Government sticks to 69 per cent reservation after Cabinet meeting

The State government has decided not to exclude “creamy layer” among backward classes from the ambit of 69 per cent reservation in the State.

According to the Tamil Nadu Backward Classes Commission's report, which was submitted by Justice M.S. Janarthanam, due reliance had been placed upon the nine-member Bench judgment of the Supreme Court in the Indra Sawhney case. The dictum laid down by the court regarding the issue is that while applying the exclusion of creamy layer to the BCs, none from the BCs should be deprived of reservation benefits, a government order issued on Monday said.

“Though the Tamil Nadu Act 45 of 1994 had been in existence for well over 17 years, the Lakshman Rekha line – as pointed out by the Tamil Nadu Backward Classes Commission in its report submitted to the government on July 8, 2011 – has not been crossed, warranting the application of ‘creamy layer' exclusion,” the order stated, citing the BC Commission's report.

The government's decision was taken at Monday's meeting of the Cabinet, which, according to the order issued by the Backward Classes, Most Backward Classes and Minorities Welfare Department, had a thorough discussion on the report.

The government also decided to stick to the quantum of reservation – 69 per cent – as provided in the Tamil Nadu Act 45 of 1994. According to the law, 30 per cent has been earmarked for BCs, 20 per cent for MBCs, 18 per cent for Scheduled Castes and one per cent for Scheduled Tribes.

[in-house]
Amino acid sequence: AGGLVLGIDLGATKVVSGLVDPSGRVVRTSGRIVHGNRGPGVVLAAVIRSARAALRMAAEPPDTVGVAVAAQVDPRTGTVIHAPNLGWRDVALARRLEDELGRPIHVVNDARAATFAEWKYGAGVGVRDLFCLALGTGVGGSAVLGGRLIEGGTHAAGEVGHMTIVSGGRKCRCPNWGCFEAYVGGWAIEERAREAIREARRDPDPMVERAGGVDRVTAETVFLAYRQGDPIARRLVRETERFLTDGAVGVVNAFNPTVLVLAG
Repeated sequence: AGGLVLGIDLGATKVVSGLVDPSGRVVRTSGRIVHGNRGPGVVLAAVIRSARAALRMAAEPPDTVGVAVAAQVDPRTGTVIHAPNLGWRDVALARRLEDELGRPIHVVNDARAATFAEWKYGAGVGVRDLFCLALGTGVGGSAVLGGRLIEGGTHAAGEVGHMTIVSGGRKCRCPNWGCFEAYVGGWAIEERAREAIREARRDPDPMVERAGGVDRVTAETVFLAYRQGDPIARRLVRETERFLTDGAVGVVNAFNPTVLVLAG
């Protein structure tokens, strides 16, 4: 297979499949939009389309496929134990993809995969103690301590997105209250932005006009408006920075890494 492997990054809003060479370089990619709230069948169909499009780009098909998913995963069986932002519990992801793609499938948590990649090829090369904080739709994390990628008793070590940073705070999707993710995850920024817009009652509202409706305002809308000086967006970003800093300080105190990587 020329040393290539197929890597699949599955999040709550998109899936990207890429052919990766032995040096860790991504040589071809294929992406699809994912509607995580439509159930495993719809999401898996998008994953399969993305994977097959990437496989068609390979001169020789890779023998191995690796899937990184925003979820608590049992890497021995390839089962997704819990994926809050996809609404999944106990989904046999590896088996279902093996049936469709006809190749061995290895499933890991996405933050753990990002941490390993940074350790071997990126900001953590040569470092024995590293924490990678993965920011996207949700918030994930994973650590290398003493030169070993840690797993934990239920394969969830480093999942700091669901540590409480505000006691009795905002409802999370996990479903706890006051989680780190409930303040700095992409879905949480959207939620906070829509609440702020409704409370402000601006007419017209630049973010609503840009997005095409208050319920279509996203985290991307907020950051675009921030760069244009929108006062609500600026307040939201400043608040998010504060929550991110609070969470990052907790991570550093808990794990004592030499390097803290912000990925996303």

The government's decisions follow two orders of the Supreme Court given in July 2010 and January 2011, while disposing of writ petitions challenging the constitutional validity of the 1994 Act. Keeping the challenge to the validity of the law open, the court gave certain directions to the government.

The BC Commission, in the report, considered “in an elaborate fashion” the issue – “Reservation under the Tamil Nadu Act 45 of 1994 – existence of quantifiable data – justifiability or otherwise thereof.” It undertook a “thorough analysis” of the quantifiable data in the shape of the Report of the Ambasankar Commission of 1985. The Ambasankar Commission had fixed the socially and educationally BC population at 67 per cent from among the total population of the State of five crore. The statistical data gathered by the Commission were more or less equal to the statistical data collected through the 1981 Census. While fixing the quantum for SCs/STs, the data, as contained in the 1991 Census, were taken into consideration.

“Therefore, there cannot at all be any doubt regards the fixity of reservation of 50 per cent to Backward Classes, 18 per cent to Scheduled Castes and one per cent to Scheduled Tribes,” the order added.